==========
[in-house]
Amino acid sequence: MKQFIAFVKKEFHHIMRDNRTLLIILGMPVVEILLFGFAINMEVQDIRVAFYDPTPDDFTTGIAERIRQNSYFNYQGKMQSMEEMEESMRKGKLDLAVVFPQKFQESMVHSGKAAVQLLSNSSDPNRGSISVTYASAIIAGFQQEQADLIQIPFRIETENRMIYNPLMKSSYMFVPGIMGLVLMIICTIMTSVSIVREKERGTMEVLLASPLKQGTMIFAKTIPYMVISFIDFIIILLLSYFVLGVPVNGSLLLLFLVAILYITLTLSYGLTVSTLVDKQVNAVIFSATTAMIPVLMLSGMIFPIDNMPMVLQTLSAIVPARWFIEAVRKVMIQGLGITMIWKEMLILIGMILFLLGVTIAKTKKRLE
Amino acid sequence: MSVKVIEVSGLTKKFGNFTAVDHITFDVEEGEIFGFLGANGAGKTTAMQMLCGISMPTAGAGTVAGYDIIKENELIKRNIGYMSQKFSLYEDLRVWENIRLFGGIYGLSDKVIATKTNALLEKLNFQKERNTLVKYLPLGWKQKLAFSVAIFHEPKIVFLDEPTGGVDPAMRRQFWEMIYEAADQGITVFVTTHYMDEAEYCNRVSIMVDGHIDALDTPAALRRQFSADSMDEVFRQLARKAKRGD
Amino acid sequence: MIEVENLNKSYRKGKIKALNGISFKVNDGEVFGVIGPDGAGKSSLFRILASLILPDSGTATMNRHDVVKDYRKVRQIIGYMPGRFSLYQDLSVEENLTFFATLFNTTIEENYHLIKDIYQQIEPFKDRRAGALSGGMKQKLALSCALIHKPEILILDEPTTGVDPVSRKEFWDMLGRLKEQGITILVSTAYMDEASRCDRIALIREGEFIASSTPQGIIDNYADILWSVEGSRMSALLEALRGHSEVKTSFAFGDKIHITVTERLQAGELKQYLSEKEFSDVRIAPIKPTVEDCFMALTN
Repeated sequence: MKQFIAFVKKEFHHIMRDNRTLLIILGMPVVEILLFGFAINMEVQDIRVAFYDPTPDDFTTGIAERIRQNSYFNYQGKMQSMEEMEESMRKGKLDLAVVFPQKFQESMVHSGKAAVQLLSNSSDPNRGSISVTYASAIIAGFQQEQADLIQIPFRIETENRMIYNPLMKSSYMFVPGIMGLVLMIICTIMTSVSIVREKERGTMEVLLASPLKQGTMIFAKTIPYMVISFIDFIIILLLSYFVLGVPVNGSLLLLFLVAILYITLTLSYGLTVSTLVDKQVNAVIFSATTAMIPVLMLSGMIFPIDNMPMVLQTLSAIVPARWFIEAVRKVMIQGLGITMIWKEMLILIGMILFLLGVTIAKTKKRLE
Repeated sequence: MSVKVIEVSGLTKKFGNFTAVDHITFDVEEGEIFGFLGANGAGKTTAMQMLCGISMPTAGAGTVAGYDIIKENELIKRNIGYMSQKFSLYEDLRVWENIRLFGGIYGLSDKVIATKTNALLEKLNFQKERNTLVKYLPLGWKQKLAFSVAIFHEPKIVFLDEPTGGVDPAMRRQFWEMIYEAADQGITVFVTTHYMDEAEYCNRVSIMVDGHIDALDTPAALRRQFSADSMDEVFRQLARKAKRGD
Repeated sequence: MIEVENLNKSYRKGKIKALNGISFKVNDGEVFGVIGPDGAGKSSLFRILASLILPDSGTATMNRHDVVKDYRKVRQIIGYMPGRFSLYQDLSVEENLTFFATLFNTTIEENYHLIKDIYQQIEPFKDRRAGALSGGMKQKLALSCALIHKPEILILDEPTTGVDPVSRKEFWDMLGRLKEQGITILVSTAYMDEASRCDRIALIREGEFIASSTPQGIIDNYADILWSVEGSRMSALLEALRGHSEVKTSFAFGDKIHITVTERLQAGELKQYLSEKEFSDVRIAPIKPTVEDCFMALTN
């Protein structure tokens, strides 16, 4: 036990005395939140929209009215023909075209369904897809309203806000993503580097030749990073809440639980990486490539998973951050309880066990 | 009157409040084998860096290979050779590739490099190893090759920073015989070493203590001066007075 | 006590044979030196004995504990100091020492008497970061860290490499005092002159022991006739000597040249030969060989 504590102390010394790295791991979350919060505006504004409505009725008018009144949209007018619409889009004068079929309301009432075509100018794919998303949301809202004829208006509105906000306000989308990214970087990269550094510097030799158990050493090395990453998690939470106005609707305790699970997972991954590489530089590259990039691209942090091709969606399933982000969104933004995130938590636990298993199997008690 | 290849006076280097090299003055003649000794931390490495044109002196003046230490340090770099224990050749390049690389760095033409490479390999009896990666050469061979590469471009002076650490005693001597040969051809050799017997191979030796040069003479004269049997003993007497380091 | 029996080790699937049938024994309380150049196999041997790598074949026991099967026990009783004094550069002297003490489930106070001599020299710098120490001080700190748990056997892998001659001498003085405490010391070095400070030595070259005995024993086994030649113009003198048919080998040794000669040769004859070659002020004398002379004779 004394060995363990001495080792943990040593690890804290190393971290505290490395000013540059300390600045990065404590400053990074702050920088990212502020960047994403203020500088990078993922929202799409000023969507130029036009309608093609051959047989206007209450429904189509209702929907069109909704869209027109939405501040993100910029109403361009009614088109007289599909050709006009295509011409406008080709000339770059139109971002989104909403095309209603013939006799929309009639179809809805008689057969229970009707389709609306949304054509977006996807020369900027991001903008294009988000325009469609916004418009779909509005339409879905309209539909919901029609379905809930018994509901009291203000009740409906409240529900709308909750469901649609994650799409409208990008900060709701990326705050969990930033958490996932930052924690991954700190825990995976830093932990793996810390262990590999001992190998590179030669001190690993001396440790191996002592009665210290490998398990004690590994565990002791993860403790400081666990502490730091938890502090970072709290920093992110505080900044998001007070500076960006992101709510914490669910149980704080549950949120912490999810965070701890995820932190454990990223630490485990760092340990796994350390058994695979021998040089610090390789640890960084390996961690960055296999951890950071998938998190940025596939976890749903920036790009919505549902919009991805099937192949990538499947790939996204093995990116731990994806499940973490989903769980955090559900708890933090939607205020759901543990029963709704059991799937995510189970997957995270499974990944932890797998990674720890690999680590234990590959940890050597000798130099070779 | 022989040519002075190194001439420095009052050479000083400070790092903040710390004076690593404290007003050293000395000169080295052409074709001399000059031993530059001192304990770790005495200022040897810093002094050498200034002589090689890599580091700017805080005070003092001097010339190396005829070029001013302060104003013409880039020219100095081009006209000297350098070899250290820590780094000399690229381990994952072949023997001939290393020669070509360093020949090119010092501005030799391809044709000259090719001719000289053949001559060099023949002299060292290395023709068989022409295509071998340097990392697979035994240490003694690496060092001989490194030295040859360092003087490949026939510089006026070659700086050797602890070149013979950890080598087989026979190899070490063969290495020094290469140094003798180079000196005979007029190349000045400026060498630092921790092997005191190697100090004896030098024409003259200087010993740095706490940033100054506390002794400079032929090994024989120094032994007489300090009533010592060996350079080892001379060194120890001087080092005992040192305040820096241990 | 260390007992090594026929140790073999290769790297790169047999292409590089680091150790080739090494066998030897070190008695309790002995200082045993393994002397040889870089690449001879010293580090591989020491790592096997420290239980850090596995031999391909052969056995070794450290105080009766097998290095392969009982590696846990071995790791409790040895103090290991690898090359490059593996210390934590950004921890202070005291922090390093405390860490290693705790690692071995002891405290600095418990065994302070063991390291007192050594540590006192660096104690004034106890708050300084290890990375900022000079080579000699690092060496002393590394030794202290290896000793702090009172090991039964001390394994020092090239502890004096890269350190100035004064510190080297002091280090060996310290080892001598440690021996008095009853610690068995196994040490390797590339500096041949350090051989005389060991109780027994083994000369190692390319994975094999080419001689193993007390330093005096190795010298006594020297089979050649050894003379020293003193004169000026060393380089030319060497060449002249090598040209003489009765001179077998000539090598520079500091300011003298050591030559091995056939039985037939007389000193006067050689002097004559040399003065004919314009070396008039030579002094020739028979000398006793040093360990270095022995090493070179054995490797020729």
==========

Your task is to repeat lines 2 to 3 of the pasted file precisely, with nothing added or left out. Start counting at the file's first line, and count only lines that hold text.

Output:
Amino acid sequence: MKQFIAFVKKEFHHIMRDNRTLLIILGMPVVEILLFGFAINMEVQDIRVAFYDPTPDDFTTGIAERIRQNSYFNYQGKMQSMEEMEESMRKGKLDLAVVFPQKFQESMVHSGKAAVQLLSNSSDPNRGSISVTYASAIIAGFQQEQADLIQIPFRIETENRMIYNPLMKSSYMFVPGIMGLVLMIICTIMTSVSIVREKERGTMEVLLASPLKQGTMIFAKTIPYMVISFIDFIIILLLSYFVLGVPVNGSLLLLFLVAILYITLTLSYGLTVSTLVDKQVNAVIFSATTAMIPVLMLSGMIFPIDNMPMVLQTLSAIVPARWFIEAVRKVMIQGLGITMIWKEMLILIGMILFLLGVTIAKTKKRLE
Amino acid sequence: MSVKVIEVSGLTKKFGNFTAVDHITFDVEEGEIFGFLGANGAGKTTAMQMLCGISMPTAGAGTVAGYDIIKENELIKRNIGYMSQKFSLYEDLRVWENIRLFGGIYGLSDKVIATKTNALLEKLNFQKERNTLVKYLPLGWKQKLAFSVAIFHEPKIVFLDEPTGGVDPAMRRQFWEMIYEAADQGITVFVTTHYMDEAEYCNRVSIMVDGHIDALDTPAALRRQFSADSMDEVFRQLARKAKRGD